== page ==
Tesco is scrapping plastic packaging from its own-brand pocket tissues, in a move that the UK’s largest supermarket says will eliminate almost 35 tonnes of new soft plastic waste each year.

It is the first big supermarket to make the change, which will result in the individual packaging and the wrapping around multipacks of Tesco tissues in its gentle white and balm ranges being replaced with Forest Stewardship Council-certified paper packs.

Tesco started the rollout before Christmas, and said the changes would keep more than 55m pieces of soft plastic from entering landfills and the wider environment every year.

“Unlike boxes of tissues, the pocket version tends to be used on the go and can all too easily become litter,” Tesco’s campaign manager Courtney Pallett said. “The new paper packaging works just as well as the old plastic wrap but is more sustainable.”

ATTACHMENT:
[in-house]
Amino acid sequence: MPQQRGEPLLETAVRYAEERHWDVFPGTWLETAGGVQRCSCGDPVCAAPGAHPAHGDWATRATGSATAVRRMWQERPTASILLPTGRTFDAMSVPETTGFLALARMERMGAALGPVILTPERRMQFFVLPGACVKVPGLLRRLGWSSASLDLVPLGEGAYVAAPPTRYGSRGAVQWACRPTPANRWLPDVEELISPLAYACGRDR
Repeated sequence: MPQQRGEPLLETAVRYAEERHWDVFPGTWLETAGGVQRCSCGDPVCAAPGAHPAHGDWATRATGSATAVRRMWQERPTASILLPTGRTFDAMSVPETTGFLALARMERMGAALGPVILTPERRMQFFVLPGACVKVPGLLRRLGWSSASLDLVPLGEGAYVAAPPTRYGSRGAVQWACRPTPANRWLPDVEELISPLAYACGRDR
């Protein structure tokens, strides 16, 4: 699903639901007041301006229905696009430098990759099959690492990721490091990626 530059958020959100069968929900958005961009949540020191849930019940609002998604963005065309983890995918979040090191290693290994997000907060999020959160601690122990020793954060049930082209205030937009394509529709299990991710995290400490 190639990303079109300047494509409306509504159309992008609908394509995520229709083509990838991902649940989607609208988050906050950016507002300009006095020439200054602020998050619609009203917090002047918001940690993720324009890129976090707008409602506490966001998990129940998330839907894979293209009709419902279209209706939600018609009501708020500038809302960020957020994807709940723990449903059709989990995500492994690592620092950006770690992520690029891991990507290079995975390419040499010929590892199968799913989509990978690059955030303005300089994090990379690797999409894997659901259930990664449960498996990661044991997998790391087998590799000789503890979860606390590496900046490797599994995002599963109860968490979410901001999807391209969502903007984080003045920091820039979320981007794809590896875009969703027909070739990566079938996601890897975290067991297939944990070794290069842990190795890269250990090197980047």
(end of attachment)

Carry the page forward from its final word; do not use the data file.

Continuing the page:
Tesco is one of the major signatories of the UK Plastics Pact, which is led by the sustainability charity Wrap and has set targets to hit by 2025, including eliminating problem plastic and ensuring that 100% of plastic packaging can be reusable, recyclable or compostable.

In its latest annual report, the pact’s directors detailed their progress to date, which includes the removal of 730m plastic items from supermarket shelves since 2018, and the fact that rigid plastic packaging is now 94% recyclable.

Tesco says the company has removed almost 2.2bn pieces of plastic from its operations since 2019. That includes wrapping around multipack tins and greetings cards, lids from products including wipes, yoghurts and creams, and plastic bags from its grocery deliveries.

However, part of that pressure has come from government-mandated changes, including rules that came into force in 2020 to restrict the supply of single-use plastic straws, drink stirrers and cotton buds, and a tax introduced in 2022 on plastic packaging that was not at least 30% recycled.

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Meanwhile, the consumption of single-use supermarket plastic bags has fallen by 98% since retailers in England began charging for them in 2015.

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